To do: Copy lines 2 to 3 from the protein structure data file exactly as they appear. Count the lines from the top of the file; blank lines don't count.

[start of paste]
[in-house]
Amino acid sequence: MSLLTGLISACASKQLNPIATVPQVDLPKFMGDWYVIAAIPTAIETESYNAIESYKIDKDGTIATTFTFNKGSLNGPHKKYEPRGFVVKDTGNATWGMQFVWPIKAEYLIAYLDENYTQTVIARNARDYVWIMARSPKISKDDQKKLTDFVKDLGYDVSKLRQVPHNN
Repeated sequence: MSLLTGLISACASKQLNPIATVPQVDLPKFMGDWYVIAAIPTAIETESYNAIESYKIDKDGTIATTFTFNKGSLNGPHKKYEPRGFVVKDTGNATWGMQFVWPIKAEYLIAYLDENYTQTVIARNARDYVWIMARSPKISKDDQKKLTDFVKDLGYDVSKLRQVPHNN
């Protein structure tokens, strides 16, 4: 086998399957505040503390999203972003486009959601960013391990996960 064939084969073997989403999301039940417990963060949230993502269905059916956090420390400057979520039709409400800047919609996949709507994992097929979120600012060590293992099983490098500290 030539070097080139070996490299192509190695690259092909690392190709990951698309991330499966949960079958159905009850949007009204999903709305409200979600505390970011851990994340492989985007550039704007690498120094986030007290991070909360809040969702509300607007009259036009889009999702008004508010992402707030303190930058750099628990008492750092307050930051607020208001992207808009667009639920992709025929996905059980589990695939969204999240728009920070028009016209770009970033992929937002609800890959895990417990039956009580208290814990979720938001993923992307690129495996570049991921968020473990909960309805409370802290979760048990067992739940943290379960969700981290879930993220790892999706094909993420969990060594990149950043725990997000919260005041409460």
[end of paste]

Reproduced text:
Amino acid sequence: MSLLTGLISACASKQLNPIATVPQVDLPKFMGDWYVIAAIPTAIETESYNAIESYKIDKDGTIATTFTFNKGSLNGPHKKYEPRGFVVKDTGNATWGMQFVWPIKAEYLIAYLDENYTQTVIARNARDYVWIMARSPKISKDDQKKLTDFVKDLGYDVSKLRQVPHNN
Repeated sequence: MSLLTGLISACASKQLNPIATVPQVDLPKFMGDWYVIAAIPTAIETESYNAIESYKIDKDGTIATTFTFNKGSLNGPHKKYEPRGFVVKDTGNATWGMQFVWPIKAEYLIAYLDENYTQTVIARNARDYVWIMARSPKISKDDQKKLTDFVKDLGYDVSKLRQVPHNN